One of the many plants I saw during my three weeks in Europe that I'm not familiar with include this colorful succulent. The yellow, orange and green combination is striking. It was always growing in full sun and though I didn't break a leaf off to check, it looks like other succulents I've seen.

The plants in Tuscany all seemed somehow brighter, more vivid and color-drenched than most. Perhaps it just seems that way because of the more neutral tones of the stone, brick and rock of the 300-year-old bed and breakfast where we stayed.

Do you know what this plant is? Please share.

Friday, May 21, 2010

Grandma's Yellow Rose

There's something about yellow roses. As a young woman, I fell in love with a beautiful climbing yellow rose that spilled along a neighbor's chain link fence. The color was vivid, yet restful. Even on cloudy days, it seemed to pull all the light onto its petals. When I moved, I missed that rose. As an adult, when my friends got a dozen red roses on Valentine's Day, I always secretly wished for a dozen yellow ones.

When my first marriage was falling apart and we separated, my soon-to-be ex sent a dozen roses to my office. They were yellow. I couldn't believe it. Seven years of marriage and they were the first such roses. I threw them in the trash. All these years later, I can appreciate the too-late gesture (and remain on good terms with the ex, who found the right woman for him and is happily married) but don't regret what I did.

I've never planted a true yellow rose in my yard. I think it might be time to remedy that. The latest rose to be added to the Texas A&M List of Texas SuperStars is Grandma's Yellow Rose, shown above. The rose is the first of five plants that will be named in 2010. The blooms are not the usual short-stemmed types found in most home gardens, but a true long-stemmed "Valentine's Day Rose," the Texas AgriLife Extension Service horticulturists say.

The researchers named the rose after Dr. Larry Stein's grandmother, Tillie Jungman, who loved the rose and helped test it in her garden near Castroville. Stein is an AgriLife Extension horticulturist and one of the developers of Grandma's Yellow rose. The new rose produces successive flushes of blooms from spring until frost and so disease tolerant that fungicide sprays seldom are needed.

Miss Tillie died in Nov. 2005. Her pallbearers each wore a yellow rose bud in their lapels.

Texas AgriLife Extension Service photo by Robert Burns

Sunday, May 16, 2010


For the past four days, before hitting the gardening duties/pleasures, I've been getting up early and sitting on the deck to enjoy a few minutes of the few crisp, cool hours of the day May brings in Southeast Texas. I sip tea from this lovely cup (complete with a strainer and brewing lid) that Stephanie gave me for Mothers Day. It looks like you, she said when she gave it to me, along with a beautiful earthenware pot filled with a citrus-scented candle.

I've been home only a week since my Trip of a Lifetime to Europe. While there, I drank hot tea every day. With perfect 60-degree weather, I grew to love the hot brew with biscotti or biscuits (of the afternoon tea European kind, not my grandmother's breakfast delights). I plan on keeping up this daily routine until the heat of summer makes it less appealing. Then, it's back to cranberry juice or iced tea.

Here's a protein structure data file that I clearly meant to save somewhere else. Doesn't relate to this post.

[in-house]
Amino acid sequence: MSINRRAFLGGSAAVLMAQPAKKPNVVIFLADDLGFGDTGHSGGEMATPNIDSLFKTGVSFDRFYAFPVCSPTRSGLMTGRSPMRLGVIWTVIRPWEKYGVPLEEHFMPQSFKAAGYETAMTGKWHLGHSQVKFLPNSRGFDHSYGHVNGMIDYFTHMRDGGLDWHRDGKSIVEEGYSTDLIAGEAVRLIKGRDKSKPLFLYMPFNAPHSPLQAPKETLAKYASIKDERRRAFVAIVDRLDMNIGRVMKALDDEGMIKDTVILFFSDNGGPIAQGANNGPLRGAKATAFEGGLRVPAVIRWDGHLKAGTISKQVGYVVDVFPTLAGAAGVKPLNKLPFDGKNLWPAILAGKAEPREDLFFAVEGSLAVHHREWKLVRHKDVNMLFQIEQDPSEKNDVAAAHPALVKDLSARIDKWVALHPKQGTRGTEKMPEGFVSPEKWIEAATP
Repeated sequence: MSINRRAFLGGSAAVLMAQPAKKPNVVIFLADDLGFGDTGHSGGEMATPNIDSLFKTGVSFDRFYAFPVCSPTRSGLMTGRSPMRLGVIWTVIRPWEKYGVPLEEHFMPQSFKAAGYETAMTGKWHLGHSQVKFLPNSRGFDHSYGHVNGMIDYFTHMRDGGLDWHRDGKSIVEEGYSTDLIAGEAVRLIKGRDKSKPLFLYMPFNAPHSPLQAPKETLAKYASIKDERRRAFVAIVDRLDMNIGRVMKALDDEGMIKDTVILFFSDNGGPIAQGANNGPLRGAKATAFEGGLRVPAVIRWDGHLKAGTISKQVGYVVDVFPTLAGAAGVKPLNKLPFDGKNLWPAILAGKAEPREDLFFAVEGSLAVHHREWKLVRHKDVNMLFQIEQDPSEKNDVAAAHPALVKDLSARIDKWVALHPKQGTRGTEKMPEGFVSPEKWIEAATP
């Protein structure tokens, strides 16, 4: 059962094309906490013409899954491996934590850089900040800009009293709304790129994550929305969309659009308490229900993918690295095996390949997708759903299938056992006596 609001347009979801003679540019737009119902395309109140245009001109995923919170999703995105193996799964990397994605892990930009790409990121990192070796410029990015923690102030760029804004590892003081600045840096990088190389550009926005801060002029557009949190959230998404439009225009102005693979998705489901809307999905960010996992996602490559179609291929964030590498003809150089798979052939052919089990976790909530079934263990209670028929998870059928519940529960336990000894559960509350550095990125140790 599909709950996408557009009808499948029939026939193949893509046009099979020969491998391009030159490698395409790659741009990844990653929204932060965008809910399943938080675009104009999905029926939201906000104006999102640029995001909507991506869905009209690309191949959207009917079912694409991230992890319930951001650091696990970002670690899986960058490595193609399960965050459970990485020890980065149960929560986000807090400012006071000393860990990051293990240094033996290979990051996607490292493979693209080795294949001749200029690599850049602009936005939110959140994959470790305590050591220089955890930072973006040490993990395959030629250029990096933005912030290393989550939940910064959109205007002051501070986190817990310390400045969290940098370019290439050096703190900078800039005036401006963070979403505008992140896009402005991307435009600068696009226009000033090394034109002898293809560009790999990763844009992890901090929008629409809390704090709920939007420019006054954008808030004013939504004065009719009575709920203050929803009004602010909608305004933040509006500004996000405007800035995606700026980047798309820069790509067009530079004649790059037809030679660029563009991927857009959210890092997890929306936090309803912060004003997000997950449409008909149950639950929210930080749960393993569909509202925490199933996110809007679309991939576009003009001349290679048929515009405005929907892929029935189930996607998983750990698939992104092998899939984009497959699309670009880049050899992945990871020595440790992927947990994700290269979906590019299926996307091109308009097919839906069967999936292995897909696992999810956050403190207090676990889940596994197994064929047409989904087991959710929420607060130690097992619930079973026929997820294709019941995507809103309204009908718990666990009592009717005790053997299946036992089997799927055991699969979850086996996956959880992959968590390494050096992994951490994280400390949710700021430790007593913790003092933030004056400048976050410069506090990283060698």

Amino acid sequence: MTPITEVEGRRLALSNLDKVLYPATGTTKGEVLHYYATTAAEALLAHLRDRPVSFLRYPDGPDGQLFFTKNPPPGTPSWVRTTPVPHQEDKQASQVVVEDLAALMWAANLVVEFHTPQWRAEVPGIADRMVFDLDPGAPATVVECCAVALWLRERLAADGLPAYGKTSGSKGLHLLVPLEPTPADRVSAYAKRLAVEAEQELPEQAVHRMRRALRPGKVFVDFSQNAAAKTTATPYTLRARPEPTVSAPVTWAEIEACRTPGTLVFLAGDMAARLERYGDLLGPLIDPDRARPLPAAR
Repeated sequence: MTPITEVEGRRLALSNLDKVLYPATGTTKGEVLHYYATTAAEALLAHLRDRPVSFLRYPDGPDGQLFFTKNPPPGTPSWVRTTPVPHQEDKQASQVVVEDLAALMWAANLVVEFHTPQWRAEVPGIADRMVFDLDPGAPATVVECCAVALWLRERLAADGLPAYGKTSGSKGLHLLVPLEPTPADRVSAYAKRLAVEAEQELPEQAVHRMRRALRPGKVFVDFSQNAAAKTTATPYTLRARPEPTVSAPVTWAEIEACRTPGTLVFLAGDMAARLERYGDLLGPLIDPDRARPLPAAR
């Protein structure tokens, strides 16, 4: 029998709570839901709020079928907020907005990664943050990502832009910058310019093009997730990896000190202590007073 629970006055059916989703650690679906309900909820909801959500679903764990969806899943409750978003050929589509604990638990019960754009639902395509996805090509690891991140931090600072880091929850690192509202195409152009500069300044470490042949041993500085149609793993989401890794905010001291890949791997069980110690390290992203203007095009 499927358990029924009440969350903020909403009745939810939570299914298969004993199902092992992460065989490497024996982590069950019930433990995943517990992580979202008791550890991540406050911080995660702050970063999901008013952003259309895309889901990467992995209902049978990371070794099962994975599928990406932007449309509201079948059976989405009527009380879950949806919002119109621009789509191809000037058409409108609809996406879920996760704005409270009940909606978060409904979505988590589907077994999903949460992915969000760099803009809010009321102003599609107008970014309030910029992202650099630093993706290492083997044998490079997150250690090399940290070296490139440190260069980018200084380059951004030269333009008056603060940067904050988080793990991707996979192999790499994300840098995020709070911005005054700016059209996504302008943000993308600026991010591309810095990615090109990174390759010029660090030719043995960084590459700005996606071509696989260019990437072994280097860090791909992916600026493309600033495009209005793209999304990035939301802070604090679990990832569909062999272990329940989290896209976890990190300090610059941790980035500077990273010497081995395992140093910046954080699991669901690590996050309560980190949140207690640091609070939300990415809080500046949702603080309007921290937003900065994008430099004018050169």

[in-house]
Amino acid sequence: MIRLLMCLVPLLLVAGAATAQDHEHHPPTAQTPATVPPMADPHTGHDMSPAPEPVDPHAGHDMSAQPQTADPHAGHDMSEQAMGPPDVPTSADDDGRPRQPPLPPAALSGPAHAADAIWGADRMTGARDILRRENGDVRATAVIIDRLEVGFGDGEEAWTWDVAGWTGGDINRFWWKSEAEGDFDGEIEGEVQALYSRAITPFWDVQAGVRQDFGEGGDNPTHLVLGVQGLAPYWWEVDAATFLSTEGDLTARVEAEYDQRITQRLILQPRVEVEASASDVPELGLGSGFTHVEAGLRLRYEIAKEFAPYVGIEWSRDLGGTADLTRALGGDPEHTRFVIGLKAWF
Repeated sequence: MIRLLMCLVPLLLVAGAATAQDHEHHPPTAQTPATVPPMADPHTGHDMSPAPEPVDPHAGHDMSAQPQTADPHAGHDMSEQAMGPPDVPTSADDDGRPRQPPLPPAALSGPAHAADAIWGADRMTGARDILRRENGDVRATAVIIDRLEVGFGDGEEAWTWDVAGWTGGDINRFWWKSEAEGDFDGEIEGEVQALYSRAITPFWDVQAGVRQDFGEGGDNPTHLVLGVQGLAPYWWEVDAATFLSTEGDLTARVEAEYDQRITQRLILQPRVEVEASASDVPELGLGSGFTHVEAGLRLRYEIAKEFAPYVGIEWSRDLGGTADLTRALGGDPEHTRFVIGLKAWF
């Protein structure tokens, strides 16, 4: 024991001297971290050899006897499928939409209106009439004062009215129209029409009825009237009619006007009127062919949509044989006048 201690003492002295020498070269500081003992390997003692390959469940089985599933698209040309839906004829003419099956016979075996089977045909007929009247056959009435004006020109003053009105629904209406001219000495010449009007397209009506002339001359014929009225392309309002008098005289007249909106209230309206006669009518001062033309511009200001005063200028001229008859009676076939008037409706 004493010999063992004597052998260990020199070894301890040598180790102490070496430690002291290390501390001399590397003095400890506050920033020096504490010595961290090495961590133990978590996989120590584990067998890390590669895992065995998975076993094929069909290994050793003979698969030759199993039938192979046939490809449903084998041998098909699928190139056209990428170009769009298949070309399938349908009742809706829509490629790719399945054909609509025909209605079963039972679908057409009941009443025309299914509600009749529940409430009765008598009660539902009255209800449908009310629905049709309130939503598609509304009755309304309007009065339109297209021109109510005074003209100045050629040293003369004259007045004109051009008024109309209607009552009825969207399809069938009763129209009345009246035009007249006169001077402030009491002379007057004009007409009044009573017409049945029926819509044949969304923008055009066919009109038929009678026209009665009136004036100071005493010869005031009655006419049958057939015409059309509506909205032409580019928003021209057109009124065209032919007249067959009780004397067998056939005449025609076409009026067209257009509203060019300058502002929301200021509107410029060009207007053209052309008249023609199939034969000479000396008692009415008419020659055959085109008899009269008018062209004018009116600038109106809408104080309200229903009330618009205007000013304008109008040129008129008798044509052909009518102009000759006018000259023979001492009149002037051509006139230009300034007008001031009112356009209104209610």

How blessed I am to have a daughter (and son and daughter-in-law) who spend time looking for gifts that "look like me." Speaking of Chris and Sheila, they gave me a Lily, the first Asiatic lily to go into my garden. It's potted right now, but will be planted this fall when I find the right spot.

Speaking of finding the right spot... I have a lot of catch-up blogging to do. I missed the prime spring gardening days from Mid-April to Mid-May, so I'm working hard to make up for that. It's hard to complain about not being here when I was on the T.O.A.L.

Thursday, May 13, 2010

So where have you been?

I've been getting that question a lot lately. If you're a regular reader, you've no doubt noticed a looong absence of posts. There's a good reason - I've been on the trip of a lifetime.

My sister Gloria and I spent three weeks in Europe. Our travels took us to London, Paris, Rome, Tuscany, Edinburgh, Dublin and across south and west Ireland. It was fabulous. You'd think at least one thing would let you down, but other than being stuck for two extra days in Tuscany because of the Iceland ash cloud (not exactly a hardship), everything was more than we could have expected.

I saw lots of new plants, several gardens (although time didn't permit touring Kew Gardens in London, much to my sadness) and the greenest green you can imagine in Ireland and Scotland.

I'm sorting through the 1,750 photos I took (seriously) and will post many of them here later. We'll start with these lovely irises at the fabulous B&B Agriturismo Il Rigo, San Quirico d'Orcia in Tuscany (

Of all the places we stayed, this was one of my two favorites. If you are traveling to Tuscany, I can recommend this B&B without reservation. It is a 500-year-old farmhouse that sits high on a hill in the Tuscan countryside. It's minutes from several lovely villages. Everywhere you look is a picture-postcard perfect view, with lots of flowers and gardens.